Men's Issues, Procrastination Counsellors

Men's Issues, Procrastination

For centuries, men were defined as warriors who were responsible for providing and protecting their families, tribes and communities. Those restraining limitations that were imposed by cultural traditions limited men as far as emotions are concerned.However, modern psychology has rediscovered the differences between men and women and the role of male emotions, relationship dynamics and behaviour in men's issues.

The expectations and demands of our new modern world result in increasing stress levels, often related to relationships and work. Symptoms of male issues that are commonly seen in therapists' offices, include stress, anger, addiction, depression, relationship issues, and work adjustment issues.

A large percentage of men feel that they are inadequate in relationships and at work, and this leads to negative emotional states, shame and fear. These emotions usually stem from negative messages at home and at work. It is harder than ever for men to fulfill their traditional roles, as being the sole bread winner is unrealistic in today's economy, and more men are staying home while women are sole breadwinners.

Traditional roles, particularly in men who were predominantly raised by women, dictate that men are not supposed to show certain emotions. Men who feel the need for nurturance, feel ashamed at their display of emotion and vulnerability. If he experienced childhood abuse, or was raised by an overprotective mother, he may become excessively angry or hurt at perceived criticism, complaints or insults.

Men often perceive asking for help as shameful, or a sign of weakness. Therapy for men's issues was designed for men to vocally express their problems, in individual counselling, couples counselling or group therapy settings.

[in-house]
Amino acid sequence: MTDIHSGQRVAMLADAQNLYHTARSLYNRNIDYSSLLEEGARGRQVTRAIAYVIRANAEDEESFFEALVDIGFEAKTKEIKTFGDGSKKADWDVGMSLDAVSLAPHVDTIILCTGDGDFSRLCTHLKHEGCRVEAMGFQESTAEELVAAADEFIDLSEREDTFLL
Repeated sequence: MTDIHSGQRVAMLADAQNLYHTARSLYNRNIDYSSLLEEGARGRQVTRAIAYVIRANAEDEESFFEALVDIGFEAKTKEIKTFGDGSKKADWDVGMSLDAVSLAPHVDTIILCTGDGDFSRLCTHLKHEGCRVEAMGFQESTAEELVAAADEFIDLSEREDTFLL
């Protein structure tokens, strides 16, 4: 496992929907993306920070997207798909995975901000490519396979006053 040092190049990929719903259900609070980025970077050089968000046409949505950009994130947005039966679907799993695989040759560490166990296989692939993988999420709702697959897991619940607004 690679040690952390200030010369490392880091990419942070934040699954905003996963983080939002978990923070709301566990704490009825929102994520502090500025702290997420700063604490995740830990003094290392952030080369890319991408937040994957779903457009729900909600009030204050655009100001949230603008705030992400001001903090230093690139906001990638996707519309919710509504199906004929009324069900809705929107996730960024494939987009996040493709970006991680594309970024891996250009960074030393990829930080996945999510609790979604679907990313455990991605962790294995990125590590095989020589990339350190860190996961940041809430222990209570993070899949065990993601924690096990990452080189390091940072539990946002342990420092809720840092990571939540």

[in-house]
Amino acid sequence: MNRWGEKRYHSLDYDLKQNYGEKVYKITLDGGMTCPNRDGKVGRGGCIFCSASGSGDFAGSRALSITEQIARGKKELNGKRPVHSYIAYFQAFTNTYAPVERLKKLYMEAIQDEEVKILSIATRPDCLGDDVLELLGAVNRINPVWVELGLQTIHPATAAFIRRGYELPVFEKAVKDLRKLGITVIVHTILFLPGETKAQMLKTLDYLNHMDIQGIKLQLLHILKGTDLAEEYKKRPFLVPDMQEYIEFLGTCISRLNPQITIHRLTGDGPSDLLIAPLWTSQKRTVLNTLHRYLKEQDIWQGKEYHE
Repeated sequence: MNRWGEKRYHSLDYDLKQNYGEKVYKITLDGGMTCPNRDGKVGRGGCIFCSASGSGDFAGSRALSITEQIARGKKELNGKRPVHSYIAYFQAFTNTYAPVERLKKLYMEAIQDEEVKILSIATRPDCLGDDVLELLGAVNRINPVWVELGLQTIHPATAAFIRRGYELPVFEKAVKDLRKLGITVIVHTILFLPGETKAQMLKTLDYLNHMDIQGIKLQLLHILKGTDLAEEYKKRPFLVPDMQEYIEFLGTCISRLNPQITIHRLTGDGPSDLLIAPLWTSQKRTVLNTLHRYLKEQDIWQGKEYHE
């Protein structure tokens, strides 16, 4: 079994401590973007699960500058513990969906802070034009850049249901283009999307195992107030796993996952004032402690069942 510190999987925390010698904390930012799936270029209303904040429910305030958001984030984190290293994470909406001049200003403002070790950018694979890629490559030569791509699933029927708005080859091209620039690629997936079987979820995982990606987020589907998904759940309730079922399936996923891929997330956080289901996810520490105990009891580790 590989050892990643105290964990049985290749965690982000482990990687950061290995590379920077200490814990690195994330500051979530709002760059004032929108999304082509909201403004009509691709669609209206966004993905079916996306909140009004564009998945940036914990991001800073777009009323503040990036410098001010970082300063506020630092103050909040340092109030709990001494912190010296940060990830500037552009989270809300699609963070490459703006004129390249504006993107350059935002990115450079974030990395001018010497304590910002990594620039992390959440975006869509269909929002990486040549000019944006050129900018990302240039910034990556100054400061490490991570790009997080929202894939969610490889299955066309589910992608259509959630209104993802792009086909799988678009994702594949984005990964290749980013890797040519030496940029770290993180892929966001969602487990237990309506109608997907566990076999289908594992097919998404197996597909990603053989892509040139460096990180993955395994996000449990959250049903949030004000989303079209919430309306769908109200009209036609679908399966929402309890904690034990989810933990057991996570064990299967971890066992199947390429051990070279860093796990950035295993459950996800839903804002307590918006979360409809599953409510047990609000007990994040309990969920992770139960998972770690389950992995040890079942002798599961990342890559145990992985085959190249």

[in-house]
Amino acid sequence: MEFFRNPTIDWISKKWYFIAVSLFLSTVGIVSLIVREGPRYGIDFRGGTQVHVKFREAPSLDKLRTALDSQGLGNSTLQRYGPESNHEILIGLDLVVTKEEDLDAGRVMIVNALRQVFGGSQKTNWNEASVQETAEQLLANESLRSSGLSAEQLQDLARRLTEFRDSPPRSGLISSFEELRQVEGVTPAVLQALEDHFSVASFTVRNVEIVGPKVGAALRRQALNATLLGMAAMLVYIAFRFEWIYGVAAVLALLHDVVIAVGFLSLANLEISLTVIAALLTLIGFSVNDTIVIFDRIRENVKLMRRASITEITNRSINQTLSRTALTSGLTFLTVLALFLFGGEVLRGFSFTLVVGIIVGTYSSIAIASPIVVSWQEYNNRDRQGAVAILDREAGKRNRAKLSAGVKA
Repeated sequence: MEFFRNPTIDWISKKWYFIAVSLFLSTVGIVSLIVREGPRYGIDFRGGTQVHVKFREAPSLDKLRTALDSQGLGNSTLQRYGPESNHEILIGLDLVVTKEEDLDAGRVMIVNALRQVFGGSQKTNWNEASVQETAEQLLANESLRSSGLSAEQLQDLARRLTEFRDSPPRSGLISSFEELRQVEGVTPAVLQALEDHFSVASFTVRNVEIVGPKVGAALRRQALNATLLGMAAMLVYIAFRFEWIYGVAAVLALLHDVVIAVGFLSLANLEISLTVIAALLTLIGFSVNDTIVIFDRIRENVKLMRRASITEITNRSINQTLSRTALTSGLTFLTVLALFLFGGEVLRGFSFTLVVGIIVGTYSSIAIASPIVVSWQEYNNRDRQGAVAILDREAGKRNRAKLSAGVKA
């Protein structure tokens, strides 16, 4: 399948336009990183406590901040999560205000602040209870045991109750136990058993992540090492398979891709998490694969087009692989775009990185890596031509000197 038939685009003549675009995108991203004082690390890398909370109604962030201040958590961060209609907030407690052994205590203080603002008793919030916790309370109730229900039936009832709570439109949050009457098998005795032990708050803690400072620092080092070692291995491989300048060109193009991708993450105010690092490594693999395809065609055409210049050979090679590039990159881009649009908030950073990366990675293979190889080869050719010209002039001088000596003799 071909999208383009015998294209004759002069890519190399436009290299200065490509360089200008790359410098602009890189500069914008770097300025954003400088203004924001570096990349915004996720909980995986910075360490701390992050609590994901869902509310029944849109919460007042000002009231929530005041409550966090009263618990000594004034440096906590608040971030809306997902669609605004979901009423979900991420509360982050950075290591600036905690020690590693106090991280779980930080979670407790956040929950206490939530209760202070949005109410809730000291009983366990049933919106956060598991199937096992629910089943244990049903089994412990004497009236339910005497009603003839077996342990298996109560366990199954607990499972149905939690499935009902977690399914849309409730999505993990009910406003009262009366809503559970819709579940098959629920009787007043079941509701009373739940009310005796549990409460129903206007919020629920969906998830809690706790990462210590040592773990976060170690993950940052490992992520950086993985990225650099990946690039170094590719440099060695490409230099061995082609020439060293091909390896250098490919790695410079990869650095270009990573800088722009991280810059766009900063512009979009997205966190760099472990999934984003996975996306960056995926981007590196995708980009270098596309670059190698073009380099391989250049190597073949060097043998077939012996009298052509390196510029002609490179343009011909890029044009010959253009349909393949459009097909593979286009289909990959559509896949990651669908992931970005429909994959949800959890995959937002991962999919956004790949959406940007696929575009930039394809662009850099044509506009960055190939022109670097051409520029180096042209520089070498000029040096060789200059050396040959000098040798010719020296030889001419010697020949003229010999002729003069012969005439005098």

If you are looking for a counsellor or psychologist who offers men's issues to help with your stress and related issues you may want to search the directory to find a professional whose approach will suit you best.

Procrastination is not the same as laziness, instead, it is a severe condition that millions of people experience on an ongoing basis.

Most procrastinators wish that they were more productive in order to achieve their goals and dreams. Unfortunately the force of procrastination destroys their ambitions and aspirations, and telling them to "get a grip" doesn't help at all. Procrastination is similar to obsessive compulsive disorder in that the person doesn't choose the behavior and can't change it by simply making the decision to be more productive.

A person with procrastination issues tends to disappoint other people by not meeting their deadlines or promises. They find it hard to start on new projects, or switching from one to the next. They chronically underestimate or overestimate the duration of tasks and struggle to get going. Even when they want to start on a task, they may have difficulty establishing a starting point. Disorganization and clutter fill their work spaces and homes. Procrastination is a passive resistance that expresses the resentment of the fact that procrastinators are often unable to say no. They will do anything, except what they should be doing and tend to focus on short term happiness over long term success.

Psychotherapy can help a person to overcome procrastination issues. A therapist will assess the causes of your procrastination and find ways to solve these issues. Sometimes, strategies for self-acceptance and increasing energy levels are all that's needed.

If you are looking for a counsellor or psychologist who offers counselling approaches to address your procrastination issues, you may want to search the directory to find a professional whose approach will suit you best.

Josef Zaide

Ph.D., R.Psych
PLEASE NOTE:  AS OF MARCH 19, 2020 SESSIONS WILL BE CONDUCTED EXCLUSIVELY VIA TELEPHONE OR A TELEHEALTH PLATFORM.  I WILL PROVIDE DETAILED INSTRUCTIONS ABOUT INTERNET CONNECTION PROCEDURES.... Read more